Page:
you have all imaginable conditions in one, small area
It felt surreal to be kiting in
such a perfect paradise by myself. After a few hours of kiting and my legs feeling more
like they were ready to fall off, Tracy and I jumped into the hot-tub with a Pina colada
and some of the lifeguards.
The cook, Angus, came out with some fresh sashimi and sushi
that we gobbled at the edge of the hot-tub. The sun was starting to set and the colors
bounced off the ocean and clouds making it feel as if we were simply characters in a
watercolor painting. As the sun was setting I pondered my place in the world and realized
how small I am, how insignificant in comparison to the sun that was threatening to sink
into the ocean. The setting was too perfect to be able to imagine a war anywhere, too
perfect to imagine the suffering that exists. Everything bad seemed to disappear,
to be distant and instead of Namotu being surreal, the world outside of Namotu became
surreal. My thoughts about the world were cut off when I heard the Fijian drums
thundering. The drums are the signal for dinner time. Sade was playing in the
background, setting the tone for a mellow dinner with food that makes you want to eat till
you burst. The guests were chatting, recapping surf and fishing stories of the day, Tracy,
Mandy and I were giggling and recapping funny stories of wipeouts and bikinis out of
I saw nothing but sunburned, happy faces and big white
smiles. As we were finishing our Crepes Suzettes I heard the Rap Music playing from the
bar and we headed inn to dance. The girls were dancing, some of the guys were sitting at
the bar watching, people were chatting, the music was pumping and I was smiling both
inside and out. Tired after an eternally memorable day, we headed back in the tropical
night to our beach bure and passed out as soon as our heads hit the pillow. My
dreams were filled with waves and surfing, colorful fish, and friendly people. As
the sun started casting orange stripes on the wall I was gently reminded that a new day of
fun, games and childlike bliss was ahead. Every single day on Namotu gave me a
feeling of gratitude, a feeling of delight, a feeling of having found a safe-zone in this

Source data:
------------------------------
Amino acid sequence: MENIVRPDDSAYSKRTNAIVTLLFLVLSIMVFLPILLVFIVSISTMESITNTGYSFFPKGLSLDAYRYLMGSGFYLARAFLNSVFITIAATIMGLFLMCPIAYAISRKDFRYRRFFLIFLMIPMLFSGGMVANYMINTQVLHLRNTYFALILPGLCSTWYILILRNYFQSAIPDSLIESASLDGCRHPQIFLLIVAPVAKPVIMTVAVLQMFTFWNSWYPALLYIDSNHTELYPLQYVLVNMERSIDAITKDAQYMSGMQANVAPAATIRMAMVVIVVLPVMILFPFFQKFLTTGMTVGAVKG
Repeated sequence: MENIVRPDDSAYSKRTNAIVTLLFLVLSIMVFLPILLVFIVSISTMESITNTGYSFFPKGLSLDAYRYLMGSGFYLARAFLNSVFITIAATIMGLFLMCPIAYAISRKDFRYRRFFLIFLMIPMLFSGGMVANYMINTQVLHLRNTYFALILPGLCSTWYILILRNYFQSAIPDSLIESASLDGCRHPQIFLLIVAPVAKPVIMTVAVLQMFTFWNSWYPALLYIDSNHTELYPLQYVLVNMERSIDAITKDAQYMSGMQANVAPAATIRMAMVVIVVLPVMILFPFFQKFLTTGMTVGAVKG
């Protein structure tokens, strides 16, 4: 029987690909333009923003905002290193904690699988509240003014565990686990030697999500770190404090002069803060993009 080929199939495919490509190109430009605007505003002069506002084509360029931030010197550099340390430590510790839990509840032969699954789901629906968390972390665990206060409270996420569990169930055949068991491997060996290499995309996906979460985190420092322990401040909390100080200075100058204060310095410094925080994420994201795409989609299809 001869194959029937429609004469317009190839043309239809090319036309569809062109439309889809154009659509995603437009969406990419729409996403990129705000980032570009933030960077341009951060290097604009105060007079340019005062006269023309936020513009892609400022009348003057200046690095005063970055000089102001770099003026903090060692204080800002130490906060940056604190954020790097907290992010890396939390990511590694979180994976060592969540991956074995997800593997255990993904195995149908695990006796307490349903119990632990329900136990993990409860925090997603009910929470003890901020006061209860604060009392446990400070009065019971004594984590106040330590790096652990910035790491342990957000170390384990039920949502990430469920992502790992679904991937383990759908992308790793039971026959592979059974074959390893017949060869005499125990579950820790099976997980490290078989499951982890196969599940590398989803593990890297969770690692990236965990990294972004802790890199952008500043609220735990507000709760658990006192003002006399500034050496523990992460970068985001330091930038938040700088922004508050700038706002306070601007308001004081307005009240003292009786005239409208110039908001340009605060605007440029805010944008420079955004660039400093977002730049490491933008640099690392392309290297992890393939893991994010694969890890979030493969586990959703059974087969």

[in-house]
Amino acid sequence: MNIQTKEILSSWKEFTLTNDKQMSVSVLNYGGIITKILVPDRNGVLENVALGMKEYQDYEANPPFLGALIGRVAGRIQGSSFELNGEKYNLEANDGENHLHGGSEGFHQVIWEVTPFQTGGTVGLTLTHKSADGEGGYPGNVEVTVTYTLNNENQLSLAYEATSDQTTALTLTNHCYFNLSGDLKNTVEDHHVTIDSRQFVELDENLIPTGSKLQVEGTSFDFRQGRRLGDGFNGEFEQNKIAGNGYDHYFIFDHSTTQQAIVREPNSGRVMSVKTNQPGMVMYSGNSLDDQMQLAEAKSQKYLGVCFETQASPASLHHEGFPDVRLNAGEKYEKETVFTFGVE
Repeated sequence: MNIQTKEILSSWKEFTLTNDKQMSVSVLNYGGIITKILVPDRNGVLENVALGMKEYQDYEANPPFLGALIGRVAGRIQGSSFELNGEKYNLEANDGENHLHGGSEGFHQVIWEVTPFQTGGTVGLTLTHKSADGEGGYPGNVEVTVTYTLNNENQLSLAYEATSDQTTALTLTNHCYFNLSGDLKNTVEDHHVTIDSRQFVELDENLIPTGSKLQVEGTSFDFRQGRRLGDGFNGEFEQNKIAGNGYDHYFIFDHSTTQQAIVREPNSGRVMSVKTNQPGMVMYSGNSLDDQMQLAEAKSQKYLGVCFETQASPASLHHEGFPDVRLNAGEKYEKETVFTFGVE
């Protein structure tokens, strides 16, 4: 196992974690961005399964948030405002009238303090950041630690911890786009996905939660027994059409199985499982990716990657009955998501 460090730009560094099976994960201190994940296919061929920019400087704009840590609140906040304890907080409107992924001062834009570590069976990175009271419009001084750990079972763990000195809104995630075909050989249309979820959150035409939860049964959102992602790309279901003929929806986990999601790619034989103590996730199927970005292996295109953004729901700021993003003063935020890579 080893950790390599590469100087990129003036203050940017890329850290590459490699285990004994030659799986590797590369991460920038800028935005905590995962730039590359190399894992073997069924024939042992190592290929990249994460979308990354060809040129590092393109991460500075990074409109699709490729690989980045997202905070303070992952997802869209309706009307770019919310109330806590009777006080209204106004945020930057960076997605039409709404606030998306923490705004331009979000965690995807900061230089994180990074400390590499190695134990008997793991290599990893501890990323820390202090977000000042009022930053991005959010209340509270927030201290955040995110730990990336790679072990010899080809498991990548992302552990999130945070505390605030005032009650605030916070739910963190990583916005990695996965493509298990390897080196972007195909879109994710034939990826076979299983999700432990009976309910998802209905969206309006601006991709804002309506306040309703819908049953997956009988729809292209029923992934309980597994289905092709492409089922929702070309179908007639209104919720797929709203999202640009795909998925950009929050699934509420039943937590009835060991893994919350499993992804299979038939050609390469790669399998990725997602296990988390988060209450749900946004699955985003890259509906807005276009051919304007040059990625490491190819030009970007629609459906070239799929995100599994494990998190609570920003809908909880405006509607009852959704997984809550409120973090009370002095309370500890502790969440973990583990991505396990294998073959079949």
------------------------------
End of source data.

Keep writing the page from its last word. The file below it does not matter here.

crazy world. It was a reminder that even in these times of horrible political actions, it
is possible to be happy. It is possible to remain compassionate and concerned for those
who are suffering, but yet be able to enjoy the beauty of the world. Namotu is a place of
peace, a place of enjoyment, a place where people respect and appreciate each other.
Namotu is my long lost paradise.
- Bula = hello/welcome
- Yanuyanu = island
- Yaqona = kava
- Wasawasa = ocean
- Cakau = reef
- Ika = fish
- Bula na cagi = windy
- Siga = sun
- Vinaka = thank you
- Marau = I am happy
The Republic of Fiji consists of about 400
islands. Namotu is part of the Mamanuca (mah-mah-moo-tha) islands about 1/2 hour boat ride
from the west coast of Viti Levu (which is the main island with the Nadi international
airport). The population of Fiji is a little less than 800,000 and consists of about 50%
indigenous Fijians and 45% Indians.
- Fijian Winter: Mild, dry season is from May through October
with average temperatures of 72F/22C.
- Fijian Summer: Warm, wet season is from November through
April with average temperatures of 78.5F/26C.
- The trade winds usually blow about 10-20 knots from May
through October, but there are sea breeze winds that kick up in the afternoon throughout
traveling to Namotu?
- Contact Sara at "Waterways Travel":
- Waterways Surf Adventures
- 22611 Pacific Coast Hwy.
- Malibu, CA 90265
- Phone: 888 669 SURF (7873) or 310 456 7744, Fax: 310 456
Special thanks to:
- Globerider Kites for sponsoring the trip
- Mandy and Scott O'Connor for their hospitality and
- The staff of Namotu for their smiles
- Tracy Kraft for being a great friend and a talented
- Da Kine, Roxy, SOS:Sean Ordonez, MPG: Scott Sanchez